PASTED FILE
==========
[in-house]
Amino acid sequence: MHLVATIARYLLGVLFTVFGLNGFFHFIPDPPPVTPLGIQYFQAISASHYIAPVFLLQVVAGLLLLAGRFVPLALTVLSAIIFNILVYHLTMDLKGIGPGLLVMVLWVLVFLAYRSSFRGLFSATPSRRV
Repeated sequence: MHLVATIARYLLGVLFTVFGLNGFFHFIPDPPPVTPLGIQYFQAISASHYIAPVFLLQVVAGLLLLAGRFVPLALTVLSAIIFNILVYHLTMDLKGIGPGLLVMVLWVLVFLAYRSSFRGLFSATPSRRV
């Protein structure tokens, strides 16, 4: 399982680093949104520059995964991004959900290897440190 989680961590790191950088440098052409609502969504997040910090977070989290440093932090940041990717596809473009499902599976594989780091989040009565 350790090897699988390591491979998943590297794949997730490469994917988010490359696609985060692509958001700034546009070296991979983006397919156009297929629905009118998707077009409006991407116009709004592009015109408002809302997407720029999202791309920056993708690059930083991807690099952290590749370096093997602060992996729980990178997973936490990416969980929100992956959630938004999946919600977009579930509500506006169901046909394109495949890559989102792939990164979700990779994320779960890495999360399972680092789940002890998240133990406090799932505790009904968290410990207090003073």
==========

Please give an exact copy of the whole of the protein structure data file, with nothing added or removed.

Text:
[in-house]
Amino acid sequence: MHLVATIARYLLGVLFTVFGLNGFFHFIPDPPPVTPLGIQYFQAISASHYIAPVFLLQVVAGLLLLAGRFVPLALTVLSAIIFNILVYHLTMDLKGIGPGLLVMVLWVLVFLAYRSSFRGLFSATPSRRV
Repeated sequence: MHLVATIARYLLGVLFTVFGLNGFFHFIPDPPPVTPLGIQYFQAISASHYIAPVFLLQVVAGLLLLAGRFVPLALTVLSAIIFNILVYHLTMDLKGIGPGLLVMVLWVLVFLAYRSSFRGLFSATPSRRV
């Protein structure tokens, strides 16, 4: 399982680093949104520059995964991004959900290897440190 989680961590790191950088440098052409609502969504997040910090977070989290440093932090940041990717596809473009499902599976594989780091989040009565 350790090897699988390591491979998943590297794949997730490469994917988010490359696609985060692509958001700034546009070296991979983006397919156009297929629905009118998707077009409006991407116009709004592009015109408002809302997407720029999202791309920056993708690059930083991807690099952290590749370096093997602060992996729980990178997973936490990416969980929100992956959630938004999946919600977009579930509500506006169901046909394109495949890559989102792939990164979700990779994320779960890495999360399972680092789940002890998240133990406090799932505790009904968290410990207090003073």